Blur Preview

We visit Liverpool, European capital of culture 2008, to take Bizarre Creations’ social (and anti-social) racer for a spin.

By Rupert Higham, March 4, 2010


Few companies can claim such domination of the Xbox driving landscape. In pole position at the birth of Xbox Live and responsible for one of the few games to demonstrate the power of the 360 at launch, Bizarre Creations are synonymous with being there first and doing things right.

Having ended their close relationship with Microsoft Game Studios following 2007s meticulously comprehensive Project Gotham Racing 4, their subsequent acquisition by publishing giant Activision has given the Liverpool-based studio some well-earned reflection time as they prepare to take their dominance multi-format.


The barge attack can be used at close range to blast surrounding cars or if well timed can even defend against attacks.

Ged Talbot, co-Lead Designer on Blur, explains: “After PGR we had a very open map. Activision basically said ‘What do you want to make?’ so we pitched them a few ideas and the action power-up racer seemed to float to the top”. Action here is the operative word – during our time with Bizarre Creations it became clear that they weren’t billing Blur as a racing game, but as an action game.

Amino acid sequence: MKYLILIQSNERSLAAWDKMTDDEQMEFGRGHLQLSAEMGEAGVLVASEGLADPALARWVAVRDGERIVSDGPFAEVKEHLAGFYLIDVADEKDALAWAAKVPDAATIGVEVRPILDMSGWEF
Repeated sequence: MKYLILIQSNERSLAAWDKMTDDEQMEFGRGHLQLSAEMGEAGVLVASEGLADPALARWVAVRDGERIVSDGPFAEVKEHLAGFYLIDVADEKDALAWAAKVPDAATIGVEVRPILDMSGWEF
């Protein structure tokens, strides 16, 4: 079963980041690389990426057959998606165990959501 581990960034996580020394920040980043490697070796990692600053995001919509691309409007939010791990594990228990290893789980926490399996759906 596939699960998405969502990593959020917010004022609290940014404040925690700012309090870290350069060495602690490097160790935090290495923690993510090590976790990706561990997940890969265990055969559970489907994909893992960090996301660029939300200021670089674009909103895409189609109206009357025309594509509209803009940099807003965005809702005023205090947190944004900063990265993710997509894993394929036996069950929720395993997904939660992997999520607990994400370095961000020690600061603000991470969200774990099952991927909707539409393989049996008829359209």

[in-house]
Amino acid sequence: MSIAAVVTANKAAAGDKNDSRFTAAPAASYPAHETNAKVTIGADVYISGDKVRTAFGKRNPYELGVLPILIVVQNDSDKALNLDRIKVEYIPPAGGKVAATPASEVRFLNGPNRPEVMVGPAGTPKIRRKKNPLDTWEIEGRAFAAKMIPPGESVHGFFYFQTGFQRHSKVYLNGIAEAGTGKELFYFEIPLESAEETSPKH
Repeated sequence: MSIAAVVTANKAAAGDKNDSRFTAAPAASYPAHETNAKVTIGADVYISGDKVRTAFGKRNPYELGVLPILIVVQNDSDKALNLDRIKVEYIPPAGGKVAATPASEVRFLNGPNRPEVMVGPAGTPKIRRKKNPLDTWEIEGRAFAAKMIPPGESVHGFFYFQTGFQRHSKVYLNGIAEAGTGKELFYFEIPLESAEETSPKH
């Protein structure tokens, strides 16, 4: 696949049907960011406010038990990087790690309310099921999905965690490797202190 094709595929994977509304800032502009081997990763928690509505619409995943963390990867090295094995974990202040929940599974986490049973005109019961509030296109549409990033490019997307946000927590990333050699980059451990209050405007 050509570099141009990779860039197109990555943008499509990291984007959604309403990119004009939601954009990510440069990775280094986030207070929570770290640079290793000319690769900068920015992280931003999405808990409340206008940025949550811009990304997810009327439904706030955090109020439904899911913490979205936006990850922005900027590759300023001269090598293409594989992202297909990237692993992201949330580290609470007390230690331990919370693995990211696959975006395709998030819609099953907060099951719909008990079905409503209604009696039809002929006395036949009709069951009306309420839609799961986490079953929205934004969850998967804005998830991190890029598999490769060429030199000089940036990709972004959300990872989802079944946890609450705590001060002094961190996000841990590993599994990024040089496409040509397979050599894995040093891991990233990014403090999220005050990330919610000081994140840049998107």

When broken down to simple video game mathematics, Blur takes everything Bizarre have learned about the grounded arcade racers over the last decade and adds a touch of violent abstract futurism, not unlike the Wipeout series created by Bizarre’s Merseyside neighbours at Sony. Throw in a bewildering set of modification options and some inventive approaches to online networking and you have an intriguing package that has more in common with a multiplayer-focused action title than simply a race for first place.


4-player split screen work amazingly well and the frame rate doesn't suffer one bit.

The successful combination of exotic real-world surroundings and desirable sports cars is once again at the heart of the experience, offering upwards of 30 locations and over 50 vehicles each with their own distinct handling and endurance levels, but it’s the introduction of weapons that changes the entire dynamic. Appearing across the tracks as unmistakable orbs of light, Blur’s eight power-ups present a number of offensive or defensive options. Shunt, barge, bolt and mine provide self-explanatory aggressive options, while shock, nitro, shield, and repair help out the less antagonistic player. Expert knowledge of their application grants players secondary functions such as nitro’s cunningly deceptive air brake, or skilfully firing a bolt backwards to deal with incoming fire.

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